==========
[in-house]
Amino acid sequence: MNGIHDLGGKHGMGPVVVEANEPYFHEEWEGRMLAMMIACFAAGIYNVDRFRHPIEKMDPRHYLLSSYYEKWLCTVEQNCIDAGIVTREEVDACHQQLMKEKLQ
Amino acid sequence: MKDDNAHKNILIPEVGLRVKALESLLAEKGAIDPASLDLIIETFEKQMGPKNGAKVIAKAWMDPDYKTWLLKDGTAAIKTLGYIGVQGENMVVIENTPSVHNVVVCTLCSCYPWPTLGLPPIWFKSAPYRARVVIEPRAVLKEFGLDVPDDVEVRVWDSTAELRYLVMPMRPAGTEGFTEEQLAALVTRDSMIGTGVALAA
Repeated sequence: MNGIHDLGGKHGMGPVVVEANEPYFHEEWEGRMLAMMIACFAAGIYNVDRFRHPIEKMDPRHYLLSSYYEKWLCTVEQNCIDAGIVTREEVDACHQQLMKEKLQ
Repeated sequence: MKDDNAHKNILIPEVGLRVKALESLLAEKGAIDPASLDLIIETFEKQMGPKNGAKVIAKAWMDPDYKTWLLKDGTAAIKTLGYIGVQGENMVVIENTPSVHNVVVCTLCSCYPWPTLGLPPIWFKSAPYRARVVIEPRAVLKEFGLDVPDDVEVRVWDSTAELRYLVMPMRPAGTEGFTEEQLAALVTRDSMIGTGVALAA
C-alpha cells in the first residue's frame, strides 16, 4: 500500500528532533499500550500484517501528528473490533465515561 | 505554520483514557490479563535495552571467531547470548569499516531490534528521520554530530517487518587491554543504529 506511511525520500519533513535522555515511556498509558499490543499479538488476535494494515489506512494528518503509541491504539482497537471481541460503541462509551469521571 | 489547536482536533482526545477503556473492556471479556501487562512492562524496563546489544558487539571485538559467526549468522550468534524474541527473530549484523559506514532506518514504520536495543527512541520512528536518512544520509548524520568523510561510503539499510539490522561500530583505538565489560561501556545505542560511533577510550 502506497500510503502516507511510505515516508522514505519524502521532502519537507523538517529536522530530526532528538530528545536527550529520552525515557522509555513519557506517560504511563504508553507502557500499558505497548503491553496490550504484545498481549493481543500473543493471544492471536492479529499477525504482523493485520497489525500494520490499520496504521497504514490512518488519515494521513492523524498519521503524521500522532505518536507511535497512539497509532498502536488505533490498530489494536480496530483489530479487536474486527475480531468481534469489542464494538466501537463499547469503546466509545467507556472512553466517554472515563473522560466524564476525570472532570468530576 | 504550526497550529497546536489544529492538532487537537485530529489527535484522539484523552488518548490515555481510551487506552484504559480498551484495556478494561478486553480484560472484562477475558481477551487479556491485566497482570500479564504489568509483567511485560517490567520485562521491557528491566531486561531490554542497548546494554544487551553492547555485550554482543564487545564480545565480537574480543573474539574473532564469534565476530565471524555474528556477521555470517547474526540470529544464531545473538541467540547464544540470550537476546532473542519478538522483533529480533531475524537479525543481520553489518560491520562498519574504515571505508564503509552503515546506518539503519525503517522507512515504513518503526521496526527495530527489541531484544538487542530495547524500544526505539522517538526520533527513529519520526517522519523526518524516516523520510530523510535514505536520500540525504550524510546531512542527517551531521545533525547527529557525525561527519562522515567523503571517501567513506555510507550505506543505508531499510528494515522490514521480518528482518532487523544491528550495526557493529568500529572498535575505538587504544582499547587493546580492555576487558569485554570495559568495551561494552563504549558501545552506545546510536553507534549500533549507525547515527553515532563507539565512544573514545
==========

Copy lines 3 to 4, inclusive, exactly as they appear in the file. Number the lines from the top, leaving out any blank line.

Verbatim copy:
Amino acid sequence: MKDDNAHKNILIPEVGLRVKALESLLAEKGAIDPASLDLIIETFEKQMGPKNGAKVIAKAWMDPDYKTWLLKDGTAAIKTLGYIGVQGENMVVIENTPSVHNVVVCTLCSCYPWPTLGLPPIWFKSAPYRARVVIEPRAVLKEFGLDVPDDVEVRVWDSTAELRYLVMPMRPAGTEGFTEEQLAALVTRDSMIGTGVALAA
Repeated sequence: MNGIHDLGGKHGMGPVVVEANEPYFHEEWEGRMLAMMIACFAAGIYNVDRFRHPIEKMDPRHYLLSSYYEKWLCTVEQNCIDAGIVTREEVDACHQQLMKEKLQ